The Federal Protective Service, looking for "more stopping power," wants to arm its 895 area officers with sturdier sidearms and more powerful bullets.

"Our job is to protect federal property, and in doing that we need to be able to stop anyone," said Alvin C. Turner, FPS national capital region director. "That stopping power shouldn't be compromised."

The service plans to equip its officers with hollow-point, 110-grain .38-caliber bullets known as "Treasury Rounds." That ammunition is considered to be safer for use in crowded urban areas because the bullets penetrate and then splatter, or flatten, making them less likely to go through a person and then ricochet into bystanders.

At the same time, the bullets do more damage to the person who is shot.

"The key is having a bullet with greater shocking impact," said Turner. "If someone is hit with this bullet, they'll be stopped dead in their tracks. It's not the bullet that . . . . stops someone, but the shock of the impact and the air forced forward by the bluntness of the bullet."

Hollow-point bullets, used by a number of local jurisdictions, have been the subject of controversy in the District. A D.C. City Council committee sought to restrict the bullets in June 1977, but a month later the full council killed the measure.

Lt. Robert White, manager of specialized training for the D.C. Police Department, said city police are required to use a 158-grain, hollow-point .38-caliber bullet. That bullet, said Turner, is slower because it is heavier, and has less stopping power than the new, lighter 110-grain hollow-point.

More deadly "dum-dum" bullets are considered to be the most highly destructive commercial ammunition and have been banned in most jurisdictions. Those bullets have crosses carved into the points, or hollow points with crosses.

The 110-grain bullet was initially adopted by the U.S. Secret Service about four years ago, and by FPS officers in other areas of the country two years ago. The FPS in Washington is now the only federal law enforcement group still using the old-style weapons and bullets, Turner said.

"The guards look at this situation as compromising our safety at a time when there is increased concern because of incidents such as the shooting of President Reagan," Turner said. "We don't want them the guns and ammunition so we can risk more lives, but so we can better protect ourselves."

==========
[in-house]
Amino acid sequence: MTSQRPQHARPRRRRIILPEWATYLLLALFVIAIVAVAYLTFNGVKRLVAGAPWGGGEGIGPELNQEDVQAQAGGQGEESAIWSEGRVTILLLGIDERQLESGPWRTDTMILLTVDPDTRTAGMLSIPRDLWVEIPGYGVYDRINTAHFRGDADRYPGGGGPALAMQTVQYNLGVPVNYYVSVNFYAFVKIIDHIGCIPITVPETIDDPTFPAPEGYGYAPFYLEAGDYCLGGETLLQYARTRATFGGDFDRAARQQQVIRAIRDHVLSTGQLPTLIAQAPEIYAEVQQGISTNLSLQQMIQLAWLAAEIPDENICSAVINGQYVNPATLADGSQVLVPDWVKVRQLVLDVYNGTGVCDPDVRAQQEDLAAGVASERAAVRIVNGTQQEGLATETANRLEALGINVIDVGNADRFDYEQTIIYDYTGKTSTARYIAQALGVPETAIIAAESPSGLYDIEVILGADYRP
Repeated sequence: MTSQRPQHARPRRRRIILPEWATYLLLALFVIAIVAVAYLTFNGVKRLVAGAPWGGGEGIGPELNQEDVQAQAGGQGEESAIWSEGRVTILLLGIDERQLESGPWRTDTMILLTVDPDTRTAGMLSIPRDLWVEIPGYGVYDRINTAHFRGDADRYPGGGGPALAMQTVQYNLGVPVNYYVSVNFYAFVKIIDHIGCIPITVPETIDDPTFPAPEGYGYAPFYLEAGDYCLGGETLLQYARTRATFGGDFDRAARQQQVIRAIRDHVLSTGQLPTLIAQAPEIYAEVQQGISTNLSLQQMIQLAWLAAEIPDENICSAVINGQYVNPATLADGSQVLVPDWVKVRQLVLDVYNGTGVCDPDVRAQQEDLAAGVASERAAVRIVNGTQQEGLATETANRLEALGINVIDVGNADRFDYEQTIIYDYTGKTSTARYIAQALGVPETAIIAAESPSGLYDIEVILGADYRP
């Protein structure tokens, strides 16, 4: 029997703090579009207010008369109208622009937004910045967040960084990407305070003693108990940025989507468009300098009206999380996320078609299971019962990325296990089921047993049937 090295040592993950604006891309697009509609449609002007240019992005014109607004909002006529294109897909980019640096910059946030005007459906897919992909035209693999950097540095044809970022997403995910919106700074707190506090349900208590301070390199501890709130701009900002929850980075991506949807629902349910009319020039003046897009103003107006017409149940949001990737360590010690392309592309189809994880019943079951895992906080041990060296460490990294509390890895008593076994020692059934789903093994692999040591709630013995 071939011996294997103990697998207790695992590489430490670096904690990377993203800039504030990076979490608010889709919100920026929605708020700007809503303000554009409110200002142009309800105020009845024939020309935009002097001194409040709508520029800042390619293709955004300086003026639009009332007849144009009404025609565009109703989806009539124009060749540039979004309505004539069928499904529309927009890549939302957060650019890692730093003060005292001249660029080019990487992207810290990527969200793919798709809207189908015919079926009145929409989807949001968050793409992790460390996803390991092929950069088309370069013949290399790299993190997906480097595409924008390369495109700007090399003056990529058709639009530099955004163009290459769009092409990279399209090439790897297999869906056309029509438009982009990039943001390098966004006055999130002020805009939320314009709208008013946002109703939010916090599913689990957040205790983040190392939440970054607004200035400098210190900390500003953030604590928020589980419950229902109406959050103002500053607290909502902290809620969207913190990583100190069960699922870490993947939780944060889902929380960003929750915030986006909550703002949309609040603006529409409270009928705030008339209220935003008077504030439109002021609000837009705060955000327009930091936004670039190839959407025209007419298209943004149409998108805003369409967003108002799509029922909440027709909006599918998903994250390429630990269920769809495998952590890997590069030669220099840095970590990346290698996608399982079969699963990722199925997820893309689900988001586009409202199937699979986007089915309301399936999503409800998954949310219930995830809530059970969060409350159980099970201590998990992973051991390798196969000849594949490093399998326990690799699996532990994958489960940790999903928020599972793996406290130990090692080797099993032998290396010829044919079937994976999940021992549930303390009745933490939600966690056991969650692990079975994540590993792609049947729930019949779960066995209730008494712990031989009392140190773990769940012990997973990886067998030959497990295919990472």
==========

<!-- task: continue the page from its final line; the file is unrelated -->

FPS officers are charged with providing security at the Pentagon, the Central Intelligence Agency and the State Department, as well as guarding President Reagan when he visits federal office buildings in Washington.

The switch in weaponry will not immediately affect 1,502 contract guards hired by the FPS in the Washington area to provide security at 125 federal buildings in the metropolitan area. Turner said a decision to give them the right to carry the same new bullets and weapons may come later this year.

Originally, FPS only wanted new ammunition, but the standard lightweight .38-caliber Colt revolver used by its officers here--called the Police Postive--wasn't considered safe with the more powerful bullets. The cylinder and frame of these guns will not stand up to the pressure exerted by the powder charge in the new ammunition, creating a potential for explosion or backfire.

The dangers associated with the lightweight Colts, combined with budget constraints, delayed the switch in the Washington area.

Early this year, when Turner put in an order for 900 new sidearms at a cost of $106,000, the inspector general of the General Services Administration--the FPS's parent agency--shot down the proposal. In an April 28 report, the inspector general said the service probably could find excess weapons currently unused by other federal agencies.

Turner said he has already collected 203 surplus guns, 50 from the Bureau of Alcohol, Tobacco and Firearms and the rest from surplus property in GSA warehouses. They are now being tested to see whether they can handle the more powerful ammunition safely.

The last time anFPS guard used his weapon was two years ago, attempting to stop an auto thief at the Pentagon parking lot, Turner said, adding: "The bullet ricocheted everywhere. Fortunately no one was hurt." The culprit was apprehended, charged and convicted. It turned out the mental object in his hand was not a weapon, Turner said.